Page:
The Oscars aren't until next Sunday, but the race will be all over by Tuesday. The 17th is the day ballots are due; after that, it's all in the hands of the number-crunchers at Pricewaterhouse Cooper. Still, there were a lot of last-minute awards given out over the weekend by several of the professional groups -- writers, cinematographers, sound editors, sound mixers, and makeup artists and hairstylists -- whose members will also be turning in their Oscar ballots this week. Their decisions should help you, not only to determine who'll win the prizes in the more obscure corners of your Oscar pool ballot, but also which movies have broad enough support to win the more coveted prizes.

What did we learn from this weekend's guild awards?

Well, the Writers Guild of America gave its original screenplay prize to "The Grand Budapest Hotel" and its adapted screenplay prize to "The Imitation Game." Those are safe bets for the Oscars as well. The American Society of Cinematographers gave its top prize to "Birdman," and even though Emmanuel "Chivo" Lubezki also won this Oscar last year for "Gravity," he's likely to win again this year for his stunning long-take tracking shots that comprise "Birdman."

The Cinema Audio Society, which recognizes the work of sound mixers, gave its live-action prize to "Birdman," which not only makes that film the favorite for the Sound Mixing Oscar but adds yet another burst to its momentum for Best Picture. Don't confuse this group with the Sound Editors (who handle sound effects, rather than the overall soundtrack), whose Golden Reel award this weekend went to "American Sniper." That film is a safe bet for the Sound Editing Oscar, which, after all, usually goes to the loudest movie. (Yes, there are three war movies competing; besides "Sniper," there's "The Hobbit: The Battle of the Five Armies" and "Unbroken," but the Academy will want to give at least one Oscar to "Sniper," and this is about the only one it's likely to get. As for the other two nominees, "Interstellar" had sound problems, according to many listener complaints, and "Birdman" hardly seems to belong in this category.)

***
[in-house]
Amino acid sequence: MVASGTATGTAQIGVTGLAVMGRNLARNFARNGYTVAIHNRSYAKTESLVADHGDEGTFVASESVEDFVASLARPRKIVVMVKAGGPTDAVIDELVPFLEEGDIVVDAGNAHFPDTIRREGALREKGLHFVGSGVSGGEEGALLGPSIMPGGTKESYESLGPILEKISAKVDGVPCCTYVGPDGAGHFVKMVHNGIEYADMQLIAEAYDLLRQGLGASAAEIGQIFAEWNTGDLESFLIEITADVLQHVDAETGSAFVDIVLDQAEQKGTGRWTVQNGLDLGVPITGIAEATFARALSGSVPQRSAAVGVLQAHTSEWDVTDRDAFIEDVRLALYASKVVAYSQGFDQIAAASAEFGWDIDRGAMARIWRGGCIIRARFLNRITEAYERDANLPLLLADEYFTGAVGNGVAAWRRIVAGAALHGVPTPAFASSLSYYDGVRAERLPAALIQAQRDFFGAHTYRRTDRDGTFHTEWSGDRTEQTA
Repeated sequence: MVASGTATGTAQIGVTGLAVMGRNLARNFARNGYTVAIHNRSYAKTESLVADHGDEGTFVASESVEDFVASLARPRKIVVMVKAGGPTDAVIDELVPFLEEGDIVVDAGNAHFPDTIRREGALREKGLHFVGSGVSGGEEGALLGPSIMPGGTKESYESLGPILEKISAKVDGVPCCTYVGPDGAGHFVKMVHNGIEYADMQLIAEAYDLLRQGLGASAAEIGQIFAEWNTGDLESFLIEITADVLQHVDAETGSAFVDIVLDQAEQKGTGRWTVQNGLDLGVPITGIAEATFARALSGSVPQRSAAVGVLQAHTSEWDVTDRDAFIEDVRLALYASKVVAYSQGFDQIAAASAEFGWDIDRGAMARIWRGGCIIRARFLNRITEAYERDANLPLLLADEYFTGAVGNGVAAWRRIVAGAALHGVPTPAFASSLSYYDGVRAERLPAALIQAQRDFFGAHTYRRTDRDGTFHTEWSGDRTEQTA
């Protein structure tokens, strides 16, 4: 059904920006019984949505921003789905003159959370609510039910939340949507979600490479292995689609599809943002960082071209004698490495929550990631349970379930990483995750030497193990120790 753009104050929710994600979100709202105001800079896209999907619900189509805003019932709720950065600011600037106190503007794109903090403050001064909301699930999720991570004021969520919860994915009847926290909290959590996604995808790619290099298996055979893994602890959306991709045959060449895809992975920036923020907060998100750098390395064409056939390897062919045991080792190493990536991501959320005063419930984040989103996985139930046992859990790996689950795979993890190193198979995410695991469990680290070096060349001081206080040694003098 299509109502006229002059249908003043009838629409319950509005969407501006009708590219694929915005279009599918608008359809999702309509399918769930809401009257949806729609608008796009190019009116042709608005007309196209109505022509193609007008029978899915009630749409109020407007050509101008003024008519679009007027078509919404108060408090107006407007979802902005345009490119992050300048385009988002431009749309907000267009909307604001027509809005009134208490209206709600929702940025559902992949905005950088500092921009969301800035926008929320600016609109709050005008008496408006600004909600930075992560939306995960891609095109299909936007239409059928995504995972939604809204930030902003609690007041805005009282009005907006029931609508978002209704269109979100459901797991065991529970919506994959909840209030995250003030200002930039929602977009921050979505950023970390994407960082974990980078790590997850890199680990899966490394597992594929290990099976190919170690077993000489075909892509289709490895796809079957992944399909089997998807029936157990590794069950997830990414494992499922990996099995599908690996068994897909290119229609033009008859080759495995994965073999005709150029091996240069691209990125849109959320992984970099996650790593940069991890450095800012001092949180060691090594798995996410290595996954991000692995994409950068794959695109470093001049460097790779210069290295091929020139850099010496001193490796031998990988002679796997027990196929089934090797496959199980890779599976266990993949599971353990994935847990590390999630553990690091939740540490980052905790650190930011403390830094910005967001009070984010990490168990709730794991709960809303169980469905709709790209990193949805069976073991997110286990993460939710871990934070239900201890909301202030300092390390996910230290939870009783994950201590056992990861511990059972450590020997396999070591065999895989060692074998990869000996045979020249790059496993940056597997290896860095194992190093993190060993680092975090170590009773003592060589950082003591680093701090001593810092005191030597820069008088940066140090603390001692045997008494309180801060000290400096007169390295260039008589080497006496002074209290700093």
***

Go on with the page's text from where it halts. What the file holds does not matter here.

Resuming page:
As for the Makeup and Hairstylist Guild Awards, they gave two prizes each to "Budapest" (Best Period Makeup, Best Period Hairstyling) and "Guardians of the Galaxy" (Best Contemporary Makeup, Best Special Makeup Effects). Since these two films are competing for the Makeup and Hairstyling Oscar (along with "Foxcatcher," which went unrewarded by the guild), they seem to be evenly matched going into the final stretch. It's a tough call; "Budapest" has an impressive array of whimsical mustaches and beards, not to mention Tilda Swinton's elaborate old-age makeup, but "Guardians" had impressive makeup as well, was one of the year's biggest hits, and is unlikely to win any other Oscars except maybe Visual Effects. So this category looks neck and neck.

So, is it gonna be "Boyhood" or "Birdman"?

Tough to say. There's a precedent either way. "Boyhood" won the BAFTA for Best Picture last weekend, along with many precursor awards earlier in the season, and the last six BAFTA winners have gone on to win the Best Picture Oscar as well. Then again, it's not clear that people in Hollywood actually care what the British Academy thinks; rather, the BAFTAs seem to reflect conventional wisdom, not generate it.